Veteran helmer Hector Olivera’s lonesome road movie set in the southern pampas of Argentina, “A Shadow You Soon Will Be,” metaphorically describes a pervasive feeling of emptiness and desolation in the years following the end of military rule in 1983. Gently amusing and specifically Argentine, it will probably hover on the fringes of the international fest and art-film circuit, winning over limited auds with its honesty and charm.
A man in his 40s known only as “the engineer” (Miguel Angel Sola) has just returned from Europe, where he lived in exile during the long military dictatorship. Bereft of family and friends, he travels with nothing but the clothes on his back. Claiming to be a computer expert on his way to a job in the south, he wanders aimlessly through the flat, deserted but magical countryside, where railway tracks end in the middle of the pampas and only a few antique cars roll down an endless highway.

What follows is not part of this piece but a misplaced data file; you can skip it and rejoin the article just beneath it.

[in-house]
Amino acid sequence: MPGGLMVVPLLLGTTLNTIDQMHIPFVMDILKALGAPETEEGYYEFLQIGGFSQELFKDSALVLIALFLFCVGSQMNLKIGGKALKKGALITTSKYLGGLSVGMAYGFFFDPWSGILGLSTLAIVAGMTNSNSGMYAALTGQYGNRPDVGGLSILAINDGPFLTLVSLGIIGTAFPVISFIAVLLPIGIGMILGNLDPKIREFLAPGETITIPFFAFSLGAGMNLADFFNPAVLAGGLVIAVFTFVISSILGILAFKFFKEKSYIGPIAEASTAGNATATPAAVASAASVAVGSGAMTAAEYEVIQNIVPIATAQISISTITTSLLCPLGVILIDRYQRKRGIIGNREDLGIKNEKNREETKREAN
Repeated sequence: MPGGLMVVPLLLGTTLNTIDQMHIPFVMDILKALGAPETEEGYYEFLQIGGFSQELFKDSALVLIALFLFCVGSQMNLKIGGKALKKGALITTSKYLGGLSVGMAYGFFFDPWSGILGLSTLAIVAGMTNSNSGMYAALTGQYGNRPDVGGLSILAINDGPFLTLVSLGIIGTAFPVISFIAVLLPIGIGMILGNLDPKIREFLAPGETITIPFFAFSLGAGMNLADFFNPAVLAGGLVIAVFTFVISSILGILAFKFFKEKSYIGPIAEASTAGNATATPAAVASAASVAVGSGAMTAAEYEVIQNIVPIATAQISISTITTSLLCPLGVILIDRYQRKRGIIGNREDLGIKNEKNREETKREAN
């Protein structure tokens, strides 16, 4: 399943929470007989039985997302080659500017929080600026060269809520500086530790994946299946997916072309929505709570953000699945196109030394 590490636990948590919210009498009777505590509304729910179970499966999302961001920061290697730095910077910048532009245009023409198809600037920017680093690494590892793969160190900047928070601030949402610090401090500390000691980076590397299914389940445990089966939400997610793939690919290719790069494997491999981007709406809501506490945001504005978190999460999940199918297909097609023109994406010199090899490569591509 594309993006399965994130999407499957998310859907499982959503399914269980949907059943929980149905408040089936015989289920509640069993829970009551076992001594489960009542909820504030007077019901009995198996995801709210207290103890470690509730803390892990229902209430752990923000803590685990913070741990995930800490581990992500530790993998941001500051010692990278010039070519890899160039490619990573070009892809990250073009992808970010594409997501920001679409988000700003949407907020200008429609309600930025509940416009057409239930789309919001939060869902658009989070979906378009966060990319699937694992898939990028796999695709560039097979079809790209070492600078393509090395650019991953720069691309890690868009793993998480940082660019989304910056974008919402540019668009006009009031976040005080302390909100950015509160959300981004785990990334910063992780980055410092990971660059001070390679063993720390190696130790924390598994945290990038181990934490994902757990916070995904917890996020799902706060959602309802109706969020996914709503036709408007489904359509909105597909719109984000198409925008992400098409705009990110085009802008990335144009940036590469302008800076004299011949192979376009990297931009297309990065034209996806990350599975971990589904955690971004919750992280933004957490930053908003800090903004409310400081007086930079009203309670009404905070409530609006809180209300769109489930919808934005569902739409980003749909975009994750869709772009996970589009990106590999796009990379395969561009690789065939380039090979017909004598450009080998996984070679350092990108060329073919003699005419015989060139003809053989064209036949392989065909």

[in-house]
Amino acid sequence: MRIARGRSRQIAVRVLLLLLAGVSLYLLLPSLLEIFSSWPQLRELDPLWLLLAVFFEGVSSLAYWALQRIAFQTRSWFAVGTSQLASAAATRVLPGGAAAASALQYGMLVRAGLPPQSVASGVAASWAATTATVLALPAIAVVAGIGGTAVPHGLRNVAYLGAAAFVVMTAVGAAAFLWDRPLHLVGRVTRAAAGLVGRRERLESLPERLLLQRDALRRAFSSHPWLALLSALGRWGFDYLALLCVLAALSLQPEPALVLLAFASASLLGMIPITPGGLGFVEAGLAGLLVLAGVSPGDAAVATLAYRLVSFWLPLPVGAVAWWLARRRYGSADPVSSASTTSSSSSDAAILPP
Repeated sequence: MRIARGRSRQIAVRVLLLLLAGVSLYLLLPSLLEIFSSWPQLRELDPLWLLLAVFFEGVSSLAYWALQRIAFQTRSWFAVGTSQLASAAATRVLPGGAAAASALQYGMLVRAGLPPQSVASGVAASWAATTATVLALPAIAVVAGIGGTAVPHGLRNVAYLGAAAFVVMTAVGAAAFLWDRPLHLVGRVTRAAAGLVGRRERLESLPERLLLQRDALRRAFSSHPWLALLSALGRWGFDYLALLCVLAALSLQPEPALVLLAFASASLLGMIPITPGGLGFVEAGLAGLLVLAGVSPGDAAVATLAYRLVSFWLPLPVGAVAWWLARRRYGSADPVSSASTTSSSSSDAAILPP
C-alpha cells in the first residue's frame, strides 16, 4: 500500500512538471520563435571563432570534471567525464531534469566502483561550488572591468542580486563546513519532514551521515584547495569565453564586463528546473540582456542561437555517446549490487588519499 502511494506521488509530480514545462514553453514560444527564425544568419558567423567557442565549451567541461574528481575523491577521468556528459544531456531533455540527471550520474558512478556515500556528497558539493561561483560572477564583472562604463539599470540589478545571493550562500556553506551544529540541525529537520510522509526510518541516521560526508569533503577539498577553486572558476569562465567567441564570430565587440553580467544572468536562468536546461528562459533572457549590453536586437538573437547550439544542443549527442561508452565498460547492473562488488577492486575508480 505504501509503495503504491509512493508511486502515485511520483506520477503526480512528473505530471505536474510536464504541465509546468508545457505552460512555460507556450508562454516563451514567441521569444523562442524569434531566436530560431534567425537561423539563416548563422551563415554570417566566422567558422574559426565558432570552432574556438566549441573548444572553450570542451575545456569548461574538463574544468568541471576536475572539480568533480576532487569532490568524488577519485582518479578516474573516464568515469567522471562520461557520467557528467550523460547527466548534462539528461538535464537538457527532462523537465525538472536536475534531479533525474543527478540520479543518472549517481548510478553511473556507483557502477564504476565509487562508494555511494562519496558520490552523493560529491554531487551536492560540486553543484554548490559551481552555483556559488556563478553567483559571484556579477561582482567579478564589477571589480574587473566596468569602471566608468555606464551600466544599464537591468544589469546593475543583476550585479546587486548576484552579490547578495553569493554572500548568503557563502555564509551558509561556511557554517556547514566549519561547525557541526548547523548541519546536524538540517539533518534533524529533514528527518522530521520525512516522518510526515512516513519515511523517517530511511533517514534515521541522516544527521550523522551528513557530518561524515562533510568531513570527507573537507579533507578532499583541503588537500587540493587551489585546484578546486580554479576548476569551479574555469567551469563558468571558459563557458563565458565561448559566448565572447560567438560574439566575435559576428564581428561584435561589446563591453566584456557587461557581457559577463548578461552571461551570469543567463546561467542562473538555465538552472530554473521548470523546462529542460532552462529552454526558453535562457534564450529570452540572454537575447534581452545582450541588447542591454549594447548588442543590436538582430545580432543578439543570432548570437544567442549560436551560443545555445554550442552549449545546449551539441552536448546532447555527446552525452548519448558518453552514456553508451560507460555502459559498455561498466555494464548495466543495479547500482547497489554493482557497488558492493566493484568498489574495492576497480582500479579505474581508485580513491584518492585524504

On the road, in motels and ghost towns, he meets eccentrics like himself who become momentary traveling companions. He has a comic fling with a buxom, gun-toting medium, Nadia (Alicia Bruzzo). He gets a ride in a Rolls with a mysterious millionaire, Lem (Eusebio Poncela). He befriends Barrante (a touching perf by Luis Brandoni), a vagabond who earns his bread hosing down farm laborers with a portable shower.
Most interesting character is Coluccini (Pepe Soriano), a former circus owner who has gone broke. He involves the hero in a rigged card game that backfires. Soriano’s perf as the shyster with a heart of gold is reminiscent of a character out of a Fellini film.
Based on a 1990 novel by Osvaldo Soriano, who co-scripted, the story ends where it begins. Argentina is shown as a broken-down country with no future in sight and no memory of the years of bloody repression that have recently ended.
Felix Monti’s masterful lensing has a simple, pleasant clarity. In the main role, Sola is a cool guy who watches the world go by with restrained indignation and some amusement — which are more or less the feelings this good-natured, unsentimental pic communicates to its audience.